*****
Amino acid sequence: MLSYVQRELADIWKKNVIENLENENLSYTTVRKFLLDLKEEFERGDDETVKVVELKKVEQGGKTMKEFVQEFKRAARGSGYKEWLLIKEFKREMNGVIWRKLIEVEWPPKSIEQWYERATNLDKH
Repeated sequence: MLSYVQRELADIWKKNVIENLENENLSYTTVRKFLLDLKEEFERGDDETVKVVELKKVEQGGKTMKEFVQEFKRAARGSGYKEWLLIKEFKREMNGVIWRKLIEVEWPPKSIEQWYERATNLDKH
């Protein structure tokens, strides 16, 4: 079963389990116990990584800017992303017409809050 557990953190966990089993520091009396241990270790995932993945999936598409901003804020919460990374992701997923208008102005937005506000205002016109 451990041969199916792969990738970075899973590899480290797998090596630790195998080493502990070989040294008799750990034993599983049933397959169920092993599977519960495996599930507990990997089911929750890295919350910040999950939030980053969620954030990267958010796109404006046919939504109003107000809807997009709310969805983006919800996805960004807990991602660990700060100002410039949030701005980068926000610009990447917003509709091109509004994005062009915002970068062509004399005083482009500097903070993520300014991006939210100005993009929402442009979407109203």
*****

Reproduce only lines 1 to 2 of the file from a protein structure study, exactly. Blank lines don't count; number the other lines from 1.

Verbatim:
Amino acid sequence: MLSYVQRELADIWKKNVIENLENENLSYTTVRKFLLDLKEEFERGDDETVKVVELKKVEQGGKTMKEFVQEFKRAARGSGYKEWLLIKEFKREMNGVIWRKLIEVEWPPKSIEQWYERATNLDKH
Repeated sequence: MLSYVQRELADIWKKNVIENLENENLSYTTVRKFLLDLKEEFERGDDETVKVVELKKVEQGGKTMKEFVQEFKRAARGSGYKEWLLIKEFKREMNGVIWRKLIEVEWPPKSIEQWYERATNLDKH